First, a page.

They were just there accepting submissions. They have people (who are not graders) go to as many shows as possible where you can submit through the show saving the shipping fee to them,

    It absolutely should be slabbed and theres a reason it isnt. One thing to realize too is that it can still be real and unslabbed or cracked out of a slab where the dealers are overgrading it or selling a details coin as straight graded
    Omegaraptor likes this.
  11. Omegaraptor

    Omegaraptor Gobrecht/Longacre Enthusiast

    Most likely is they’ve already sent it in and didn’t like what the TPGs thought, so they cracked it out. There are quite a few early US collectors who just don’t like slabs, but unless the dealer is highly reputable, big name, and specializes in Bust Dollars (few and far in between!), steer clear. (And of course if you’re paying $6k for a raw Bust Dollar you should have lots of experience with BDs too).
    Last edited: Oct 18, 2022
    Maxfli and baseball21 like this.
  12. Kentucky

    Kentucky Supporter! Supporter

    Welcome to CT. Mostly you can trust what people say here.
    Kurisu likes this.
  13. Publius2

    Publius2 Well-Known Member

    @BIC, you are getting excellent advice from members here. You should follow your instincts and run from these offerings. The next thing you should do, and it's obvious you've already started, is to educate yourself deeply in whatever coins you're interested in, especially if they are expensive. Buy books that specialize in the coins. The Red Book won't do it if you're trying to authenticate coins for yourself.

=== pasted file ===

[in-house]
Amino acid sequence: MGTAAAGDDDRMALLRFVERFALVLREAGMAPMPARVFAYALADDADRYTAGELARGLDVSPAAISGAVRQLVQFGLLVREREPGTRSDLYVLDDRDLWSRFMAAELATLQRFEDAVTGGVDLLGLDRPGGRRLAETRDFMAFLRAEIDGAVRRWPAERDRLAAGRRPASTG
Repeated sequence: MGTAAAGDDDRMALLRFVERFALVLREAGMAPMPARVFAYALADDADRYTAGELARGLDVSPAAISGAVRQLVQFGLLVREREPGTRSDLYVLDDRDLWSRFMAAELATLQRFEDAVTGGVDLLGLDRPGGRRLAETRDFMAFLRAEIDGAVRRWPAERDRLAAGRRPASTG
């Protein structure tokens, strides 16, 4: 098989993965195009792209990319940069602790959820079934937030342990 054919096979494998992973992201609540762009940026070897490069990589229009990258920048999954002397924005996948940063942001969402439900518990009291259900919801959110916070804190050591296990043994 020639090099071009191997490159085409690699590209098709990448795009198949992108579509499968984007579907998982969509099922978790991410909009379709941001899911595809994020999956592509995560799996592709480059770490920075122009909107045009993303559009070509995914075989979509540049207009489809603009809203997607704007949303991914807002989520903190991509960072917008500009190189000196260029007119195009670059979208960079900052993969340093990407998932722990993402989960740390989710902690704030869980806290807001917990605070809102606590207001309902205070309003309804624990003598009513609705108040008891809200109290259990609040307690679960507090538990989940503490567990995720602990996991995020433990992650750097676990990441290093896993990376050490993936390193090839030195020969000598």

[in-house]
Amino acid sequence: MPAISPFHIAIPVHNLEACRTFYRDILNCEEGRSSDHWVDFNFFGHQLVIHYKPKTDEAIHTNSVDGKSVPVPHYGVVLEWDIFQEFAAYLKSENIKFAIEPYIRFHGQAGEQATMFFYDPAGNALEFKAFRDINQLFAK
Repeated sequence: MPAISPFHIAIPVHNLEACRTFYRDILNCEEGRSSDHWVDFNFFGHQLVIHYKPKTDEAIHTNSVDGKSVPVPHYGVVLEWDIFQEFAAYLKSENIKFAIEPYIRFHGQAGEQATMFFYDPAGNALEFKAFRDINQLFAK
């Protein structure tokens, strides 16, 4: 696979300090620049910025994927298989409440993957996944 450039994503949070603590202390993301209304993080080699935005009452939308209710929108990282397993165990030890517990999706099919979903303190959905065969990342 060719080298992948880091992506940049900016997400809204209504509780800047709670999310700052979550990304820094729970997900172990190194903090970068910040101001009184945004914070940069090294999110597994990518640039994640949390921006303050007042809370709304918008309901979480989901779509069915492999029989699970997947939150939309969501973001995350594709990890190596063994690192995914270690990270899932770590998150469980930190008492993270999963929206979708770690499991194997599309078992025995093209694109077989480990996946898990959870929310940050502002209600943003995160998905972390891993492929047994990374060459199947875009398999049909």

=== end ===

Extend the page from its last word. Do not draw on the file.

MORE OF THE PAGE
For myself, I would never consider buying a raw coin for more than $500 and then only if it was a cherry pick in a series that I knew more about than the dealer. Any coin worth more than $300 or so and not in a holder you should be suspicious of, at least until you've been in the hobby longer.

    There's a dealer that shows up to my local and regional shows who has a lot of expensive coins that have not been slabbed, like early dollars, half dollars and the like. These coins show up again and again in his case for years. Do you wonder why?

    It appears that you have sufficient resources to purchase expensive coins. I suggest that you nurture a relationship with an established well-known dealer with the goal of leveraging his knowledge to acquire investment-level coins. Such dealers will often work with you to represent you at auctions and review possible coins for you at lot viewing to determine if they really meet your investing/collecting requirements.